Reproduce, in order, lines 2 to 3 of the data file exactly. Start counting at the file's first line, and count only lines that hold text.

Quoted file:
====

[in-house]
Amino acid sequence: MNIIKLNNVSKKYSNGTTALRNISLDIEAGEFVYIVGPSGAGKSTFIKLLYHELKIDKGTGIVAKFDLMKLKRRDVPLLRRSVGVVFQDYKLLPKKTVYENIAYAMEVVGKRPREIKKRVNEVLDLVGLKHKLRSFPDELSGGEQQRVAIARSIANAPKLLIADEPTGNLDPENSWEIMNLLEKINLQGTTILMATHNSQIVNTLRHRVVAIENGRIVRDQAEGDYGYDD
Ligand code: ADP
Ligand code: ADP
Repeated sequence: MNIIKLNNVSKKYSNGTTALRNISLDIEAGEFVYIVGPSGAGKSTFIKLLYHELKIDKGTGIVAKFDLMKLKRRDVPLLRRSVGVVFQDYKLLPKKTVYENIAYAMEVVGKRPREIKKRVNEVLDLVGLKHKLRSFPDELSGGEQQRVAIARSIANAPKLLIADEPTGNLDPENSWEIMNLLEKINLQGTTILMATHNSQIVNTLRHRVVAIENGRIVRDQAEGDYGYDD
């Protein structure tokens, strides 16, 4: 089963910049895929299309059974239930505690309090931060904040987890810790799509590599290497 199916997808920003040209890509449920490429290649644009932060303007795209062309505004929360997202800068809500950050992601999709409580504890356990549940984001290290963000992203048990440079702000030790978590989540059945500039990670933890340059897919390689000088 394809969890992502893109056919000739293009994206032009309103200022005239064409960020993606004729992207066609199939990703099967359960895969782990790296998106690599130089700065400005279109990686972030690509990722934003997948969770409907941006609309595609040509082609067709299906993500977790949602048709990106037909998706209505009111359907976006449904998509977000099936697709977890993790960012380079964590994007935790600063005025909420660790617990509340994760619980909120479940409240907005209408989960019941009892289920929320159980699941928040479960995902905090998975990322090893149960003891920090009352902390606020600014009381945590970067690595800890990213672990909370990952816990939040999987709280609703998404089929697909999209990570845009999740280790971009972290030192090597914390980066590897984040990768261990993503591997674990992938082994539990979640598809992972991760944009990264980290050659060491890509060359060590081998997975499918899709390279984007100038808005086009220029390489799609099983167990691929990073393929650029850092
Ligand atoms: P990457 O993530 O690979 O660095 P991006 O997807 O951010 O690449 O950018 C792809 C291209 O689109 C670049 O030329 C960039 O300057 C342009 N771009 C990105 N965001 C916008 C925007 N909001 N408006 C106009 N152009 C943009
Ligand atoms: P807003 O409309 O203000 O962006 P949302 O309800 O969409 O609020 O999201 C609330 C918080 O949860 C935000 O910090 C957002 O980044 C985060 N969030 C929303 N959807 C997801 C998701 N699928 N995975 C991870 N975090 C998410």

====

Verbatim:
Amino acid sequence: MNIIKLNNVSKKYSNGTTALRNISLDIEAGEFVYIVGPSGAGKSTFIKLLYHELKIDKGTGIVAKFDLMKLKRRDVPLLRRSVGVVFQDYKLLPKKTVYENIAYAMEVVGKRPREIKKRVNEVLDLVGLKHKLRSFPDELSGGEQQRVAIARSIANAPKLLIADEPTGNLDPENSWEIMNLLEKINLQGTTILMATHNSQIVNTLRHRVVAIENGRIVRDQAEGDYGYDD
Ligand code: ADP